On the first day, Bishan Sports Hall, the training centre for the Singapore national gymnastics team, set the stage for the announcement of a new tranche of funding for the Game Changers initiative. The Programme, initiated in July 2020, has been a force for positive change across CGAs. Providing grants to support projects from supplying clean water in Sri Lanka, to establishing a Basketball Art School in Namibia; the Games Changers programme has proven its ability to transform lives and communities through the power of sport and shared Commonwealth values.

On Day two, it was declared that the process to select a host for the eighth Commonwealth Youth Games will commence in early 2024. Building on the success of Trinbago 2023, the announcement generated excitement among numerous CGAs expressing keen interest in hosting the next Youth Games.

During the course of the day the CGA Leaders attended interactive workshops and presentations addressing the future activities of the Movement. They were joined in part by His Royal Highness, Prince Edward, The Duke of Edinburgh, Vice Patron of the Commonwealth Games Federation who met leaders of the CGAs from across the world. He also presented Dame Louise Martin, the outgoing President, with a gift in recognition of her years of service to the Commonwealth Sport Movement. The gift was specially created by Fitch and McAndrew, internationally renowned Scottish potters. The design features flowers representing each region of the Commonwealth: Africa (Protea); Asia (Indian Lotus); Americas (Maple leaf); Caribbean (Anthurium Lily); Europe (Thistle); and Oceania (Frangipani).

The General Assembly took Place on Day three and one of the key decisions was the approval by acclamation of the Commonwealth Sport Declaration on Reconciliation and Partnership with Indigenous Peoples. This historic document outlines ten impactful actions aimed at addressing truth and reconciliation through sports, and honouring the culture, heritage, and experiences of Indigenous Peoples within the Commonwealth.

In addition, the nations of Gabon and Togo were voted in as new members of the Commonwealth Games Federation, bringing the total number of member nations and territories to 74, the highest it has ever been.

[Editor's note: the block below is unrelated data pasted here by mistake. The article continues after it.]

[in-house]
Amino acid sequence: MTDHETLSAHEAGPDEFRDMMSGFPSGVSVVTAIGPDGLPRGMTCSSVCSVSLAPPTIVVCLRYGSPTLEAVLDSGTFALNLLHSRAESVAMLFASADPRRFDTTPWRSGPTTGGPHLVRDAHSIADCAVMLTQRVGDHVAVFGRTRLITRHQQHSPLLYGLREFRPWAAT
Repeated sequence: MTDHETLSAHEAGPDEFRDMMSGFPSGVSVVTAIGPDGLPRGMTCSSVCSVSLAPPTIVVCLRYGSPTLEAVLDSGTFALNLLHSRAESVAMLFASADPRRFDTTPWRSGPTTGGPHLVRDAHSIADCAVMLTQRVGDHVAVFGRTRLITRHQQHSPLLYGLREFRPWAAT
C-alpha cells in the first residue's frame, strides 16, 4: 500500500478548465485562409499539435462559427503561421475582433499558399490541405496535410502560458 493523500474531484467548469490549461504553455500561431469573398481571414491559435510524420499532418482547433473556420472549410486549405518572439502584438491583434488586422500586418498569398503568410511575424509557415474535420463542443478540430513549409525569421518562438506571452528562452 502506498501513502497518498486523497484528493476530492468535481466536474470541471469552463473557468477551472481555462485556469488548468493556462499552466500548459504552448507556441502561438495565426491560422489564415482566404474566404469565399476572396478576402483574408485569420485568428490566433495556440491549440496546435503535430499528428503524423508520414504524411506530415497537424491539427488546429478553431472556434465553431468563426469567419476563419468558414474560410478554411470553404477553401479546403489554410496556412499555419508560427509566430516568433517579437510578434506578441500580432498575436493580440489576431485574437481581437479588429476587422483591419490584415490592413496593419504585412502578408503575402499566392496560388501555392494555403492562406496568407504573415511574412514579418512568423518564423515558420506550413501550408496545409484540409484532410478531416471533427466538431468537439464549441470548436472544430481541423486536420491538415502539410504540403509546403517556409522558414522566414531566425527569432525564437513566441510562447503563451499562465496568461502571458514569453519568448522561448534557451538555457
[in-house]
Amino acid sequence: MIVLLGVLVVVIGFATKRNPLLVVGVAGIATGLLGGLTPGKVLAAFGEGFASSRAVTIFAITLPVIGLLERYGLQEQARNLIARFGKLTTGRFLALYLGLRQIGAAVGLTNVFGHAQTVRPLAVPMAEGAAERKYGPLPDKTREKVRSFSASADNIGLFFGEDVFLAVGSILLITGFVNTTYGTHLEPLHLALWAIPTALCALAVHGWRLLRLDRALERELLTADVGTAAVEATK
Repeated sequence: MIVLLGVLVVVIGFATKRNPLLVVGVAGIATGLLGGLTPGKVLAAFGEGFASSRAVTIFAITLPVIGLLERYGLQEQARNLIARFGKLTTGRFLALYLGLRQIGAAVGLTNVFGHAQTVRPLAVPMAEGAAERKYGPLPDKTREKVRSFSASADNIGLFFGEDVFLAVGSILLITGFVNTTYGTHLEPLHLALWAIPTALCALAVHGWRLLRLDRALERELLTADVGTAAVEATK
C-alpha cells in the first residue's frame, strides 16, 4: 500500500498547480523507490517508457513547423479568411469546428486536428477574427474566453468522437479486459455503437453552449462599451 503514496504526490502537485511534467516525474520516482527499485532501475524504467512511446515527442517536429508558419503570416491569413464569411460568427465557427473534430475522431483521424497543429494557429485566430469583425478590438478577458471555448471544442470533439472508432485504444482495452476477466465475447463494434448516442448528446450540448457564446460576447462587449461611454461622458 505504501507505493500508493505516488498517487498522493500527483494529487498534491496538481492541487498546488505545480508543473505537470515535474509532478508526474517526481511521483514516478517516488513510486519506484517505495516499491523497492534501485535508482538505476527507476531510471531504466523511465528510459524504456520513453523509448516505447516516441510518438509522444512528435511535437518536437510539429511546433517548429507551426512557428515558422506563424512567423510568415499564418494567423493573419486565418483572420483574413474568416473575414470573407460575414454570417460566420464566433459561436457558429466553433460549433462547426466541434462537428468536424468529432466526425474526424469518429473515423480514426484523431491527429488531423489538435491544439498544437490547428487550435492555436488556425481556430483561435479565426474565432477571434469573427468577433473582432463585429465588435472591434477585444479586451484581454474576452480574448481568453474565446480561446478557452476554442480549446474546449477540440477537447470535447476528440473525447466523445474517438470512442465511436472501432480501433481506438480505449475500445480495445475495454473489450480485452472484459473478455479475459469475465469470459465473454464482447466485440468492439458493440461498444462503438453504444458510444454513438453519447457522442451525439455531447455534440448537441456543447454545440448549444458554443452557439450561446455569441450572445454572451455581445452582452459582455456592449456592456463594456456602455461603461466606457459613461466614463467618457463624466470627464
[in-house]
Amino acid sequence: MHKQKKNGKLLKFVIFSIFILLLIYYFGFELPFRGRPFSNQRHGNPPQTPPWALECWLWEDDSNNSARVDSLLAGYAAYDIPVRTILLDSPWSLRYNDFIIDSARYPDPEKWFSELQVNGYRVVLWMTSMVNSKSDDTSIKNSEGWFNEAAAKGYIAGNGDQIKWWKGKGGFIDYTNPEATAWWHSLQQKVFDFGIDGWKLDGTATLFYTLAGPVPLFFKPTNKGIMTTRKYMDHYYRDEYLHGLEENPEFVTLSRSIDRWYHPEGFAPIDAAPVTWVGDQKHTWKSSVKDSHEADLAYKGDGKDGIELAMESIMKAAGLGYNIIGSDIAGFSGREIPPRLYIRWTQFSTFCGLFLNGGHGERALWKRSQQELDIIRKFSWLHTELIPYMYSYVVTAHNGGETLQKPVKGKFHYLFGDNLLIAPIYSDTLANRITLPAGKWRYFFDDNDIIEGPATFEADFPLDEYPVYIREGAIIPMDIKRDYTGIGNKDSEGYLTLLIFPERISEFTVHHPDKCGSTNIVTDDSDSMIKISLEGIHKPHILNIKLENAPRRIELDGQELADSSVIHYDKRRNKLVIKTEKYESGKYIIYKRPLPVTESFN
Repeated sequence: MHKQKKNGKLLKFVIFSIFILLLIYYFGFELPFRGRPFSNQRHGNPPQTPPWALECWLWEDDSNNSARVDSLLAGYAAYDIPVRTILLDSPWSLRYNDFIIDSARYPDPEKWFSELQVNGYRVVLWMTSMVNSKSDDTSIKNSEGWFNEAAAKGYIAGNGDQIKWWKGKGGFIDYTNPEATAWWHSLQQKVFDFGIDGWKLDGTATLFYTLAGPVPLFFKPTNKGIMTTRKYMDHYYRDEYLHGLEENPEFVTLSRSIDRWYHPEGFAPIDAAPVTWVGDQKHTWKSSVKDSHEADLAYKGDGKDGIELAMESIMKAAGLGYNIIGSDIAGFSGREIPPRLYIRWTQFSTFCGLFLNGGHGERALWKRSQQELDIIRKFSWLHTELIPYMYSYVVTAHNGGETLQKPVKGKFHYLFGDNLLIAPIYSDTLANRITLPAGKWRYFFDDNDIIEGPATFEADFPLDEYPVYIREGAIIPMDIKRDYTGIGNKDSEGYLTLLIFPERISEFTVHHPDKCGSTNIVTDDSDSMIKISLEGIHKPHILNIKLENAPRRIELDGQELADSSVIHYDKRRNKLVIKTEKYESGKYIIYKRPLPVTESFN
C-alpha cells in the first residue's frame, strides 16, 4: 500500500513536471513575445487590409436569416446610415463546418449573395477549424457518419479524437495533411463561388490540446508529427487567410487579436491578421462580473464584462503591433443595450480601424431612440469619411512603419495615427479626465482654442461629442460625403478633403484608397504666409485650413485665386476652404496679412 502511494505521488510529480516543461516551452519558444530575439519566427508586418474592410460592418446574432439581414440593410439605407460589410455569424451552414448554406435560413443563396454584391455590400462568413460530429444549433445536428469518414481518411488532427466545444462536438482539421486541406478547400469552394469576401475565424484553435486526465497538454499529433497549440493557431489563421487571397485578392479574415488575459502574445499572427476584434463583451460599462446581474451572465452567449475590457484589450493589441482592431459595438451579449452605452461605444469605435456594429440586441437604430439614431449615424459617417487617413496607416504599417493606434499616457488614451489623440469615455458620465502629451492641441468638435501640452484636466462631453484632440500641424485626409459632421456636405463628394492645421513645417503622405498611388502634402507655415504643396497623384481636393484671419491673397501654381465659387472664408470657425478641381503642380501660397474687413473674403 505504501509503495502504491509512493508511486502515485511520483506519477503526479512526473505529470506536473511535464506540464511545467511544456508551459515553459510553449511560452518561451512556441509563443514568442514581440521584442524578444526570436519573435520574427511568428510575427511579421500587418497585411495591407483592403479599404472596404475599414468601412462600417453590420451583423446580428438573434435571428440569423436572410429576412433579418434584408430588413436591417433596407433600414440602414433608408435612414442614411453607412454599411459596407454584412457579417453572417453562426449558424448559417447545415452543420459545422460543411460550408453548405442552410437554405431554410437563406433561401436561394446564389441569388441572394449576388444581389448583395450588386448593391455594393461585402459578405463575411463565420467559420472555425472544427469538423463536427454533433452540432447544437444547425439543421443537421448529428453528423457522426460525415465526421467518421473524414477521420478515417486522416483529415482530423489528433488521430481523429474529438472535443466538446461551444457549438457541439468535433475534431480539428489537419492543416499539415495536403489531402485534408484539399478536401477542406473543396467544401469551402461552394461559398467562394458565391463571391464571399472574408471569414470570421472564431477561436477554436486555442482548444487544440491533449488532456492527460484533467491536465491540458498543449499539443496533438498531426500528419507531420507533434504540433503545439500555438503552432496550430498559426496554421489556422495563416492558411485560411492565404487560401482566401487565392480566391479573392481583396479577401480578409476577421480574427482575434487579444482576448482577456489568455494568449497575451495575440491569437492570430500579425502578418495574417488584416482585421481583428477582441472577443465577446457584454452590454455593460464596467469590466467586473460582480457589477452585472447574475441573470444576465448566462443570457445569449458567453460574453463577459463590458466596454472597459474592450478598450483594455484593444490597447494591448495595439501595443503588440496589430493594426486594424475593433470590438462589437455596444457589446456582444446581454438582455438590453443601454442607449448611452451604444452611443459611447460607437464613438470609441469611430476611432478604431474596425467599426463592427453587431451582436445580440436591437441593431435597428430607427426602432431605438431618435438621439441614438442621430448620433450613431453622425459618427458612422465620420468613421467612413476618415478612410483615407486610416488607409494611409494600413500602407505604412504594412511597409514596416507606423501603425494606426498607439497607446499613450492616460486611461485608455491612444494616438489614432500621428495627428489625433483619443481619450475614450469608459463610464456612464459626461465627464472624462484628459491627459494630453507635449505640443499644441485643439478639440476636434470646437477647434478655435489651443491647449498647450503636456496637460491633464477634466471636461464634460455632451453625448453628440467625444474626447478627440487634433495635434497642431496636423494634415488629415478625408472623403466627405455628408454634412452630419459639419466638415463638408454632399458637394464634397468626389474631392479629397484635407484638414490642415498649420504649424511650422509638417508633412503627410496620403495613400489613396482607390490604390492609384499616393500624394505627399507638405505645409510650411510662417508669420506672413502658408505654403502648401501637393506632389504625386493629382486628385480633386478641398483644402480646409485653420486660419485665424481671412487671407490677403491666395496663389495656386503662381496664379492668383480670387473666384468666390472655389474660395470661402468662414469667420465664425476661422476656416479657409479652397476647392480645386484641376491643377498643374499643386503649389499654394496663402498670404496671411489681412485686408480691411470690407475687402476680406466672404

The General Assembly also provided a platform to update members on the ongoing efforts to find a host for the 2026 Games. Constructive conversations with members outlined ongoing discussions across multiple regions to secure a host. The CGF aims to provide greater clarity on this front in early 2024.

The focus of the General Assembly then turned to the elections for the new Executive Board members and the new President. Chris Jenkins OBE was elected as the new CGF President, succeeding Dame Louise Martin. Jenkins, a former rower for Wales and CEO of Commonwealth Games Wales, brings decades of experience and a commitment to the role. His vision for transformative change includes guiding the Games to a sustainable model, developing and strengthening CGAs, and ensuring all voices are heard within the Movement.

The new leadership team continued with the election of three new Vice-Presidents, six Regional Vice-Presidents, members of the Sport Committee and a vote for the continuation of the Chair of the Athletes Advisory Commission. Read more about the election results here.

To celebrate service to the Commonwealth Sport Movement, awards were presented including: Fortuna Belrose from St Lucia and Miriam Moyo, Zambia who were made Honorary Life Members and Bruce Robertson from Canada who was made a Life Vice-President. In addition, Orders of Merit were presented to Mike Stanley, CNZM, New Zealand, Robert McVeigh, Northern Ireland and Michael Cavanagh OBE, Scotland.

As the curtain fell on the 2023 General Assembly, CEO Katie Sadleir reflected on the transformative era ahead. She expressed gratitude to outgoing members, including Dame Louise Martin, for their unwavering dedication to the Commonwealth Sport Movement. The emphasis now is on the future - focusing on evolving and innovating to encourage more cities, regions and nations to host the Game; working together to ensure a sustainable and inspiring future for the Commonwealth Games family and continuing to deliver positive social impact across the world.